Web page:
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Optimized Key Compression

IP.com Disclosure Number: IPCOM000081073D
Original Publication Date: 1974-Mar-01
Included in the Prior Art Database: 2005-Feb-27
Document File: 5 page(s) / 27K

Publishing Venue

IBM

Related People

Franaszek, P: AUTHOR

Abstract

In access methods in operating systems, particularly, in virtual machines, a key-compression algorithm is advantageously utilized to obtain a compact representation of the index. The use of such an algorithm results in a significant reduction in storage requirements and, consequently, a smaller number of page faults as well as a lower tree height for a given page and index.

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Page 1 of 5

Optimized Key Compression

In access methods in operating systems, particularly, in virtual machines, a key-compression algorithm is advantageously utilized to obtain a compact representation of the index. The use of such an algorithm results in a significant reduction in storage requirements and, consequently, a smaller number of page faults as well as a lower tree height for a given page and index.

In a known key-compression approach, the index is organized as a tree and, at each internal node, a mechanism is provided for determining which sub-tree contains the key for which a search is being made. The latter consists of a key K which was the largest in the sub-tree at the time that it was formed. The key K is compressed according to the algorithm described below considered in conjunction with the figure.

In considering the figure which conceptually depicts a level in the storage-access method index, the intervals A, B and C correspond to the j/th/ level in the index tree. K(1) is a key which is to be front and rear compressed, and K(0), K(2) and K(3) are, respectively, the largest keys in interval A and the smallest and largest keys in interval C. A key K(i) consists of: N digits:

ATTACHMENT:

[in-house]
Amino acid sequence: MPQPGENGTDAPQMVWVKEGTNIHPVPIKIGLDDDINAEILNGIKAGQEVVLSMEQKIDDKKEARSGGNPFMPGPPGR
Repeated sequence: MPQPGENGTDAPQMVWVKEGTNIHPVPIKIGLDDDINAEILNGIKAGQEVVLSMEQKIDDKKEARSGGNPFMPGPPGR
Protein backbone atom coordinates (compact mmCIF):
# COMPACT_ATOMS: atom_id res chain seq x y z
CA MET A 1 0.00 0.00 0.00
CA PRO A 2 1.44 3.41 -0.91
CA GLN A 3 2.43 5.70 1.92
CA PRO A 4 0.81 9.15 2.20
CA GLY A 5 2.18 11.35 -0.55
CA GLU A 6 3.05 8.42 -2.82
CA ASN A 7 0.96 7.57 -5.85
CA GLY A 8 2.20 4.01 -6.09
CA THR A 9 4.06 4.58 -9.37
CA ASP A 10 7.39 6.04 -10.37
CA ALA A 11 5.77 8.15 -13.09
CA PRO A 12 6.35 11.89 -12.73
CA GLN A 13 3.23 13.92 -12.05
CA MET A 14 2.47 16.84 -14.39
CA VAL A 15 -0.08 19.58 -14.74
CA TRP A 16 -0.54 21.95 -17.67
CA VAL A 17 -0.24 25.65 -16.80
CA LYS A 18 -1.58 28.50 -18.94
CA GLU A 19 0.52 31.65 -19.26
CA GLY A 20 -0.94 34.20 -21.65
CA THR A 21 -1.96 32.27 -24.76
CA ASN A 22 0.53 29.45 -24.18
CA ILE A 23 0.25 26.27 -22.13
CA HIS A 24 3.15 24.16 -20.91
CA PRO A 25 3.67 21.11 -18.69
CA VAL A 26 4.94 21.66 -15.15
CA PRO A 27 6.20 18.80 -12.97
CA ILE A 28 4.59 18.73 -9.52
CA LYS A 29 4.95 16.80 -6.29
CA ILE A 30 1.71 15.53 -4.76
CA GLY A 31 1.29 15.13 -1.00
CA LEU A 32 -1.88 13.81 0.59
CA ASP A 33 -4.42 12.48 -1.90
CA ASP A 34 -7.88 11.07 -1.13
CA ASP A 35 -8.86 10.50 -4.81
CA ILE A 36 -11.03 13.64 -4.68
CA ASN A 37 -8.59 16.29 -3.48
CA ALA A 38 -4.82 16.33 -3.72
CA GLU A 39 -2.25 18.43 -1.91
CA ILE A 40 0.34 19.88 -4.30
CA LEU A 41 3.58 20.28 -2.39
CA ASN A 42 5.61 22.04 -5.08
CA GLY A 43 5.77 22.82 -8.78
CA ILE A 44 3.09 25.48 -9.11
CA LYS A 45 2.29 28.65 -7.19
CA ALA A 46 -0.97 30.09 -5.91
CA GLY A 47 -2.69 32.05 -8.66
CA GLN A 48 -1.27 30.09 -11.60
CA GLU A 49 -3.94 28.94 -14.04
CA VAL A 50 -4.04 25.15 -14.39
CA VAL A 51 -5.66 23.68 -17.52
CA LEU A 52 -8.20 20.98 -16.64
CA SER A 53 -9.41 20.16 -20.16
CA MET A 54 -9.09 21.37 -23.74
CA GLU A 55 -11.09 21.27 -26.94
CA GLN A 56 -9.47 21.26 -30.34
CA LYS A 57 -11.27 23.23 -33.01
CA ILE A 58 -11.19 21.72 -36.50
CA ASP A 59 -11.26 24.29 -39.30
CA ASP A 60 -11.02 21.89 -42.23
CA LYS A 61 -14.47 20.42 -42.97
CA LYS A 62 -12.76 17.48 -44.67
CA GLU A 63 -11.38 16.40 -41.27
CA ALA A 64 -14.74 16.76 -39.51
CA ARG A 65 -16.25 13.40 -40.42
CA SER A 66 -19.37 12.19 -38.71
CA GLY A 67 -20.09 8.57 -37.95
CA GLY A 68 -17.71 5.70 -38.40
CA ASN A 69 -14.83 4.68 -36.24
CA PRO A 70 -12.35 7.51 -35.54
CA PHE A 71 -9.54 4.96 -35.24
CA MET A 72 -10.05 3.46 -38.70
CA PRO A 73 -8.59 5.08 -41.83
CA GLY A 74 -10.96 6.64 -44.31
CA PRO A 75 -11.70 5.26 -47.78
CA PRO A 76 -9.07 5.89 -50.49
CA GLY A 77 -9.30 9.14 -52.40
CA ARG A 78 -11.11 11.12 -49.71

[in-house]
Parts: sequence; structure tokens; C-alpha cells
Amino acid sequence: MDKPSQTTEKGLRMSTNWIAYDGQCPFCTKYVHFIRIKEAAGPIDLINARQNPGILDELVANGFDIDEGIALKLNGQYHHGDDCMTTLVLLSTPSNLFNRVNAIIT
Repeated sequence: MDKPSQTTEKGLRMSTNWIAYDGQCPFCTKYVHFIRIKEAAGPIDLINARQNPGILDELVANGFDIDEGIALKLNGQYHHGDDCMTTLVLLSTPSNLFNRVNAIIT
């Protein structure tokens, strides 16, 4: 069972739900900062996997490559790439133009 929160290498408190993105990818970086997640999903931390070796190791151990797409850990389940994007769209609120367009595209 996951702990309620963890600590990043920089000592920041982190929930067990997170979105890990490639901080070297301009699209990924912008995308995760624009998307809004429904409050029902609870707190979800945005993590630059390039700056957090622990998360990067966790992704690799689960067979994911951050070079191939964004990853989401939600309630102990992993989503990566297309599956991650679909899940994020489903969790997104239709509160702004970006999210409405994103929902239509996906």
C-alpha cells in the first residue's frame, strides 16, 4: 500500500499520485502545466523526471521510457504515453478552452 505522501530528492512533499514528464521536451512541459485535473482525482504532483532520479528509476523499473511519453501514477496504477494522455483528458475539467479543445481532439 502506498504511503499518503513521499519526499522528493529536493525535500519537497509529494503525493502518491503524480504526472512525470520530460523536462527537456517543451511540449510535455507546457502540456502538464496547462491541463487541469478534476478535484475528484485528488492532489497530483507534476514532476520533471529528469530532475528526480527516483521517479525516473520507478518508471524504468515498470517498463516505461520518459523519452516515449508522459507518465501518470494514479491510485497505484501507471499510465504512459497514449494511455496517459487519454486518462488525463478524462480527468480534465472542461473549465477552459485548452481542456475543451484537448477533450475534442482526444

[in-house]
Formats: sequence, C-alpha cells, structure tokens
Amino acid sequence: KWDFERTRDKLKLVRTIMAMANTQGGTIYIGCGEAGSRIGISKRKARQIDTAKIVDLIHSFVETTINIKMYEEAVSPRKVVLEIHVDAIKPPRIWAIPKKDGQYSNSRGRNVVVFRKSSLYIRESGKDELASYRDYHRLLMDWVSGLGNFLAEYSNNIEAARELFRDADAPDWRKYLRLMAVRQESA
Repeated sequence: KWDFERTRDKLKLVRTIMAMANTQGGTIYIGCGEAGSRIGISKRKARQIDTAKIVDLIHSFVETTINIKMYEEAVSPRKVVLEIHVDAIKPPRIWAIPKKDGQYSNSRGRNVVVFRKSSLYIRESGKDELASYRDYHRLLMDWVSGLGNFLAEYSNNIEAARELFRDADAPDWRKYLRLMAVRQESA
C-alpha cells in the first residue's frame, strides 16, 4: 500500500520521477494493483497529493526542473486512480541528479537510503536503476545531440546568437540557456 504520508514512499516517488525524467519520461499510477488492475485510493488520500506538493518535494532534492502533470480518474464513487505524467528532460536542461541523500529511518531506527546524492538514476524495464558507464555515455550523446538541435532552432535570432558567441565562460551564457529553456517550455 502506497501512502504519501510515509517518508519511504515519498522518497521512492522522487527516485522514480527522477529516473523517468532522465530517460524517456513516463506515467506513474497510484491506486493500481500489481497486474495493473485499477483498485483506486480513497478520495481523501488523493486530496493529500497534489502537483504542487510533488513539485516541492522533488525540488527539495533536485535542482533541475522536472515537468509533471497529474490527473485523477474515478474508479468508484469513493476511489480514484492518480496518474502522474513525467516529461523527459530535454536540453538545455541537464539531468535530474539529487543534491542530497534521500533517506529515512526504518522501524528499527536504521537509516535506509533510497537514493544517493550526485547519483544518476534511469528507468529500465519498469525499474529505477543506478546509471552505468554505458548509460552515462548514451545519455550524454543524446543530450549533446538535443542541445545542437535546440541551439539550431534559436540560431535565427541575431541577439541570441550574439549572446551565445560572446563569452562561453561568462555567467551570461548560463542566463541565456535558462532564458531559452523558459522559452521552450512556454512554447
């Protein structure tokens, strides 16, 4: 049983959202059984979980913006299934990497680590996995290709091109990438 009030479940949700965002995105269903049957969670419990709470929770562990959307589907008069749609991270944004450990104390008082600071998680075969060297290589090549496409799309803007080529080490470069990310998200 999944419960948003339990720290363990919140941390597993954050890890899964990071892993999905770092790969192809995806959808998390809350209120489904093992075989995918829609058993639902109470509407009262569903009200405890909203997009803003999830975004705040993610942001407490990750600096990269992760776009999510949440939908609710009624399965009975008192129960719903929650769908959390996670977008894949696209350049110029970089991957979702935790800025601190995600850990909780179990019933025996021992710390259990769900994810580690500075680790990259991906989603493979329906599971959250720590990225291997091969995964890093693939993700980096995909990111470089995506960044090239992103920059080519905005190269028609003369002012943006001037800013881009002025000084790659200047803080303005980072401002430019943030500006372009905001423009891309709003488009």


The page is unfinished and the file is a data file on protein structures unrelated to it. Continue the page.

K(i) = <K(i1),K(i2),....,K(iN)> [1]

Compression is performed in two steps:

(a) Rear compression

Let r be the most significant digit for which K(1r) not=

K(2r). Then, K(1(r+1)),K(1(r+2))... are eliminated. (b) Front compression Let s be the most significant digit for which K(0s) not=

K(1s). Then, K(11),K(12),...,K(1(s-1)) are eliminated.

Thus, for example, if K(0) = 3458621

K(1) = 3467832 [2]

K(2) = 3467943 then the compressed key K(1) = 678. To the compressed key there is appended information

which gives (i) the number of digits eliminated by front compression, and (ii) the length of the compressed key.

As new keys are added, they are inserted in locations which permit them to be found by the index. For example, if the key 3467833 were added above, it would be inserted in interval B.

The method described below is based upon the choosing of the intervals at each level of the index tree so as to increase the amount of compression that is obtained. The compression method described above is retained. The fact that the keys are sorted implies that in many cases a small perturbation in the point of partition between intervals will result in a very significant increase in the amount of compression.

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In considering optimized compression, reference is again made to the figure. In this connection, let it be assumed that each interval contains M items. In accordance with the described technique, rather than choosing the partition points between intervals in a manner dictated the free-space allocation requirements, the partition points are permitted to move by m items, where typically m << M. For example, if M = 200, the absolute value of m < 10 might be used with little effect on the space utilization, but with a significant impact on the amount of a...